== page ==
According to CaRDI’s Ag Economic Development Specialist, Duncan Hilchey, consumer surveys, in particular the Empire State Poll conducted by the Cornell University Survey Research Institute in 2007, show that 78.5% of the New York State residents age 18 and older buy local foods and 37.4% of that group said they go out of their way to buy local food.
Partnerships between producers, consumers, community and economic developers and local officials can serve as a model for bringing community members together to support other regional development efforts. Those interested in learning about and supporting local food activities in the North Country may now join a regional electronic network.
To activate entry into the firstname.lastname@example.org listserv, send an email to email@example.com with “Add me to the NNY Local/Regional Foods List” in the Subject line. More information on local and regional food initiatives is available from members of the Northern New York Regional Agriculture Program Direct Marketing/Local Foods team and the Community and Rural Development Institute (CaRDI):
Franklin County: Bernadette Logozar, (518) 483-7403, bel7[AT]cornell.edu
Clinton County: Anne Barlow-Lennox, (518) 561-7450, alb326[AT]cornell.edu
Adirondack Harvest – a community organization focused on expanding markets for local farm products so consumers have more choices of fresh farm products and on assisting farmers to increase sustainable production to meet the expanding markets; www.adirondackharvest.com
Adirondack North Country Association – a 14-county association committed to economic improvement. Since incorporation in 1954, ANCA has worked to create a greater sense of regional identity and pride through advocacy and promotion; www.adirondack.org/
Community and Rural Development Institute (CARDI) – Since 1990, the Institute at Cornell University has responded to current and emerging needs in community and rural development; works with Cornell faculty and staff, Cornell Cooperative Extension, and other state and regional institutions; http://devsoc.cals.cornell.edu/outreach/cardi/
Cornell Farm to School Program – provides resource development, educational programs, and evaluation to support efforts to increase the amount of locally produced food served in NY’s schools, colleges, universities & other institutions; http://farmtoschool.cce.cornell.edu/
Farmers’ Market Federation of New York – a grassroots membership organization of farmers’ market managers, market sponsors, farmers and market supporters, offering services to increase the number and capacity of farmers’ markets in NY, develop the scope of professionalism in farmers’ market management and improve the ability of markets to serve their farmers, their consumers and their host communities; www.nyfarmersmarket.com/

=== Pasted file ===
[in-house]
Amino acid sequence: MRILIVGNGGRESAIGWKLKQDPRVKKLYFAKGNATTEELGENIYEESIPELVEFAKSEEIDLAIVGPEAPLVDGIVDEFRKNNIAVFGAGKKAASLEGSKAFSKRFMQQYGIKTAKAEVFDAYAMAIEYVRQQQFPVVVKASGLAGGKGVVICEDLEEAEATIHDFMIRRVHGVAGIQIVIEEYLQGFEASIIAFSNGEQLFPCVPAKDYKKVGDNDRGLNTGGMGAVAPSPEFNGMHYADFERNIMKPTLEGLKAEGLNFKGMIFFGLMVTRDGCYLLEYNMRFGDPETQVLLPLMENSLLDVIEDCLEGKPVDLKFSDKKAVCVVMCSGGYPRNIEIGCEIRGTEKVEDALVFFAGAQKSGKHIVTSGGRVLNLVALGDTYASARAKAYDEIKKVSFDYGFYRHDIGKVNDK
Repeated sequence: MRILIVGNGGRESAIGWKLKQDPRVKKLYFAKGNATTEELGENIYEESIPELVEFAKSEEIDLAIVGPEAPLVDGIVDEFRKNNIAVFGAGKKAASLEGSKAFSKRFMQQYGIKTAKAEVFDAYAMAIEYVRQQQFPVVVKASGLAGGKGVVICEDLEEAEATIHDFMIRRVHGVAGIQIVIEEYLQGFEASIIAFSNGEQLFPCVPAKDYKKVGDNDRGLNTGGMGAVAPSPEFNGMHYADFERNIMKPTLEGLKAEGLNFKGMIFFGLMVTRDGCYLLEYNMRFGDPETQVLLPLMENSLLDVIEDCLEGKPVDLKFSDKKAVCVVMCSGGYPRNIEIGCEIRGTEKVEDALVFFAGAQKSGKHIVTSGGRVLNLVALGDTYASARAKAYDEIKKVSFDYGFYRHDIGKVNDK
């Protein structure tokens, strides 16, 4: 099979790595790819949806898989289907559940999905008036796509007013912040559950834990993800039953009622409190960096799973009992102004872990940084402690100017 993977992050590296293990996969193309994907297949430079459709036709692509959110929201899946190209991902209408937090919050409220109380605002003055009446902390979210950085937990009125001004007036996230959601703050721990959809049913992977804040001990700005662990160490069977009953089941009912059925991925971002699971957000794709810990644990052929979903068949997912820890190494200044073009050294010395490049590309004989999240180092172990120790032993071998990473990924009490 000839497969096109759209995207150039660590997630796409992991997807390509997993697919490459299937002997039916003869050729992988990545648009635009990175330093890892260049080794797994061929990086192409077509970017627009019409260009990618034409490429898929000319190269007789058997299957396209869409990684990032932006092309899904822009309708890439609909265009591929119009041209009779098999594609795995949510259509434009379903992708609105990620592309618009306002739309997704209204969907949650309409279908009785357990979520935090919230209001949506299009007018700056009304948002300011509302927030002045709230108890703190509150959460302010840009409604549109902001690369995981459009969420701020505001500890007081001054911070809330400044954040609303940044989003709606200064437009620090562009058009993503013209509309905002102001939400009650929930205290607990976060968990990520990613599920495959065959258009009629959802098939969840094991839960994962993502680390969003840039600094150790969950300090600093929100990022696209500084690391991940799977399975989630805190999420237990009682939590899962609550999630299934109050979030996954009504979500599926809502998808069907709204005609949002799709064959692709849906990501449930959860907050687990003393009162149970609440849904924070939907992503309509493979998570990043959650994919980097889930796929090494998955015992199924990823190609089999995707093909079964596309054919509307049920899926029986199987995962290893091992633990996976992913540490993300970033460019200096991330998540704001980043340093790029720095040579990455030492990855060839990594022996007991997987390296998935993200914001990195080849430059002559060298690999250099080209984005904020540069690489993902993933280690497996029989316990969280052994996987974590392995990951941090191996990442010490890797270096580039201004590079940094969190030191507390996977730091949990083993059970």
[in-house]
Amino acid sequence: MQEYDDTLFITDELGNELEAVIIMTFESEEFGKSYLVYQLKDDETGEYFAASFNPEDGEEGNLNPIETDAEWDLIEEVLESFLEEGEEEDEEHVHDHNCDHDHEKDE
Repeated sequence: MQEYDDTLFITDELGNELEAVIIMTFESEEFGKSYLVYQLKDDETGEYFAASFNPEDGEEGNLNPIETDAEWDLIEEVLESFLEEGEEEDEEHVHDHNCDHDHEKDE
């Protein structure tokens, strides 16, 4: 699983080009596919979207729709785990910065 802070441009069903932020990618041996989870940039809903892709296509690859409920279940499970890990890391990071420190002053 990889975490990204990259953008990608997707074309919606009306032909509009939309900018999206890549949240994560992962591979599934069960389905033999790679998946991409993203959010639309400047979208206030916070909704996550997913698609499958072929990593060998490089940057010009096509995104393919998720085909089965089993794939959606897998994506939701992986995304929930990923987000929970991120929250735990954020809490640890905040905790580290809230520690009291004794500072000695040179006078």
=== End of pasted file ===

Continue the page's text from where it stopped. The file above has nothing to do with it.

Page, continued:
FoodRoutes – a project of FoodRoutes Network, a national nonprofit organization that provides communications tools, technical support, networking and information resources to organizations nationwide that are working to rebuild local, community-based food systems; www.foodroutes.org
GardenShare – a non-profit organization working to end hunger in northern NY; focuses on local foods; harvest sharing; farm-to-school; food security; home gardening; and public policy; publishes free quarterly newsletter and St. Lawrence County Local Food Guide; and operates the EBT terminal for Food Stamp Program participants at the Canton Farmers Market; www.gardenshare.org
MarketMaker – interactive mapping system locates businesses and markets of agricultural products in NY, providing an important link between producers and consumers; http://nymarketmaker.cornell.edu/
Pride of NY Member Search – The New York State Department of Agriculture and Markets Pride of NY Program promotes and supports the sale of agricultural products grown and food products processed within New York State; http://www.prideofny.com/
USDA Community Food Systems – A Nutrition Assistance Program through USDA, contains general resources and information from farm to table and links to specific topics such as eating in a community food system; food entrepreneurship; and, community food systems research; http://fnicsearch.nal.usda.gov/fnicsearch.
Rivermede Farm owner-manager Robert “Rob” Hastings of Keene Valley, NY, was selected from more than 60 nominees from more than 20 states for the sixth annual Glynwood Harvest Farmer Award. The awards recognize leaders in the farm community who practice sustainable production and have developed cutting edge approaches to production, processing or marketing. The Glynwood Center of Cold Spring, NY, is a not-for-profit organization that helps communities sustain local agriculture and preserve farmland through economically-productive and environmentally-sensitive practices. The Glynwood Harvest Awards Selection Committee includes representatives of farming, conservation, culinary and community food security interests from across the U.S. The awards were presented at Beacon Restaurant in New York City.
Hastings is recognized as an exceptional innovator and community leader for New York’s Adirondack Mountain region. He has pioneered advances in season extension and pesticide-free production of vegetables, fruits, maple, cut flowers and holiday greens.